FROM THE PANDEMIC THAT BROUGHT you virtual tastings comes another new addition to the wine lexicon: curbside pick-up.
And it’s quite new—for wine, anyway. As recently as February, “curbside” still implied a transaction likely involving a Chick-fil-A or a Big Mac. Just three or four weeks later, in-person shopping for wine—the quaint, familiar concept of browsing shelves and case stacks, picking up bottles to read their labels, maybe sampling at a tasting bar—had been pandemically turned on its head. A more appropriate metaphor might be kicked to the curb.
Or maybe not.
“It’s almost impossible to emphasize how different this landscape is right now,” my friend Dan Polsby wrote to me in an email in March about Vintage Berkeley, the College Avenue shop he manages and buys for, and now was tasked with converting to a 100% curbside pick-up business. “Some distributors and importers have already stopped shipping. Some are experiencing crazy delays. And for us? Basically every day right now is as busy as what’s usually our busiest day of the year—but at quarter staff, for 12-13 hours—despite letting no customers into the store. Can you imagine?”
Could anyone have imagined such a scenario? Besides that cohort of doctors, scientists, and other infectious disease experts (surely some wine enthusiasts among them) who’d been sounding the alarm to the White House about Covid-19 since January, I mean.
ON A HILLSIDE ABOVE OAKVILLE, Dave Miner and company sit in cabernet’s catbird seat.
It’s carved into a rocky slope that faces west down to the Silverado Trail, where the Napa Valley floor displays hardly a patch of green canopy that isn’t planted to the traditional varieties of Bordeaux. The neatly divided blocks of Oakville are verdant with cabernet sauvignon, merlot, and cabernet franc, the vines that tie Napa Valley and California to France’s most famous wine region.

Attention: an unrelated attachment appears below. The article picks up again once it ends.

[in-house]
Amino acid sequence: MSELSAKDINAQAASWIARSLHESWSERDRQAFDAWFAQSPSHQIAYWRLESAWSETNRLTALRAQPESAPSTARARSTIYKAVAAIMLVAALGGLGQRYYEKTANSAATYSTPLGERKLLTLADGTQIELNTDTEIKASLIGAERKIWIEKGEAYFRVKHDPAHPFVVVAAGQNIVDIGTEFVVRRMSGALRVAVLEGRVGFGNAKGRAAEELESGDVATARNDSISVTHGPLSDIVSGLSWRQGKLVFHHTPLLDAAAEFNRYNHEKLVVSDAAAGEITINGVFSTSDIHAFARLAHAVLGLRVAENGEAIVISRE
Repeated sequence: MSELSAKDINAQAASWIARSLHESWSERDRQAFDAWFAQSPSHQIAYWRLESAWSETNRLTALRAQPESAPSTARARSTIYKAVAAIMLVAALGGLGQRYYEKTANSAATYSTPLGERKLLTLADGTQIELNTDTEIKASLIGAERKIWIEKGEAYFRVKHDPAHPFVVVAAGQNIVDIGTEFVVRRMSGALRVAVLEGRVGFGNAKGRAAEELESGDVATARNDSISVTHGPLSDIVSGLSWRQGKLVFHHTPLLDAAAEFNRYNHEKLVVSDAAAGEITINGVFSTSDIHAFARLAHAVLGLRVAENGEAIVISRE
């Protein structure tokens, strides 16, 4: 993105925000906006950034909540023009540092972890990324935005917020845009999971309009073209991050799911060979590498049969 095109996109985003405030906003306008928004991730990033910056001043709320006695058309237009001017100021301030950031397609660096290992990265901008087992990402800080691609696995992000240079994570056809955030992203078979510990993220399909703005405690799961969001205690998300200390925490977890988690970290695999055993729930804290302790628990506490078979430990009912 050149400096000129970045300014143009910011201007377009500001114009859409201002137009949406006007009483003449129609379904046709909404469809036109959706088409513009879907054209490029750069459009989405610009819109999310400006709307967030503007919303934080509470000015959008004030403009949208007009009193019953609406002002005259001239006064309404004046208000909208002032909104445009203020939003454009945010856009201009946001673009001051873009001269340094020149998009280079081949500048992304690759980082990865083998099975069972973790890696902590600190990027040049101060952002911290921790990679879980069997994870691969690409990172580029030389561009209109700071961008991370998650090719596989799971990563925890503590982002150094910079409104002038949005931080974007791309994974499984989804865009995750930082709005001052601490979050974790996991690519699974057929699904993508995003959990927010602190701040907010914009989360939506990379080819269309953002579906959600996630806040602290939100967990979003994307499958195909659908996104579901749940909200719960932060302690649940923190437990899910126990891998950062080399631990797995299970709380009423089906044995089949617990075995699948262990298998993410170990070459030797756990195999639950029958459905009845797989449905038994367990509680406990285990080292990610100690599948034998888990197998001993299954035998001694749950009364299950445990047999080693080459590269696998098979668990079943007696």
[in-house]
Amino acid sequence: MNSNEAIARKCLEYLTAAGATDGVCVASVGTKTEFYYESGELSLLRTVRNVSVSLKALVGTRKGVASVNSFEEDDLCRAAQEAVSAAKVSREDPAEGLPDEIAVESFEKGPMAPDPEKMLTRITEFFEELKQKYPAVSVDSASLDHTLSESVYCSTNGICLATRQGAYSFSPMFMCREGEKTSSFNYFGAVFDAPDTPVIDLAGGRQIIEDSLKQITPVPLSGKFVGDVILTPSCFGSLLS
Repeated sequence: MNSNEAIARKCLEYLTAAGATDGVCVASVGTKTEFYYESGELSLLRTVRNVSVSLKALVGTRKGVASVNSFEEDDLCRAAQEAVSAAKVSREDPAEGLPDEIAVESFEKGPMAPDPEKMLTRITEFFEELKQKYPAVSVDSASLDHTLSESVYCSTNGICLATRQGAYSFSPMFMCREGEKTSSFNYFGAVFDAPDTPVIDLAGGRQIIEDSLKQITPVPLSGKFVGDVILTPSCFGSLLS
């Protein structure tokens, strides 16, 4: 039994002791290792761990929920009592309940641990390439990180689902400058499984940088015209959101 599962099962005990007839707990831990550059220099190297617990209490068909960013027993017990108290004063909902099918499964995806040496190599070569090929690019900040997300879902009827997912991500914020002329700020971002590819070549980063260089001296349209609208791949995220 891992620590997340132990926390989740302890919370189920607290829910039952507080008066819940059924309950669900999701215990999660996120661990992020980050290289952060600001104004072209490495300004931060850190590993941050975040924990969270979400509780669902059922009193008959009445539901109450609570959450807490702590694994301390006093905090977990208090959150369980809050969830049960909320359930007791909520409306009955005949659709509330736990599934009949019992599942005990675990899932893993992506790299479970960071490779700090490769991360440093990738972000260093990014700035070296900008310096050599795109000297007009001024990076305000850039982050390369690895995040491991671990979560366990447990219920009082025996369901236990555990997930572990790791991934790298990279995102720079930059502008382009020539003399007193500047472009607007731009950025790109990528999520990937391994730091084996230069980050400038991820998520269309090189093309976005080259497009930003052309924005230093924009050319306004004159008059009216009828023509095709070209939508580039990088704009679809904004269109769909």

Miner Family Winery is perched in the Oakville AVA with a view across a section of the valley that a friend of mine, the wine merchant Rhett Gadke, once called “the Rodeo Drive of Napa Valley.” The analogy fits, since so many of the cabernet-based wines produced here command Beverly Hills prices. Although Dave Miner’s Oakville cabernet sauvignon isn’t exactly cheap, compared to most of his neighbors’ price tags, it’s more Silver Lake bottle shop than Beverly Hills boutique.
On the shelves of said boutiques, or at winery cellar doors, many Oakville cabernets and red blends cost as much as the top wines from Left and Right Bank Bordeaux. Dave Miner doesn’t shy away from the comparison—just the $200-per-bottle prices.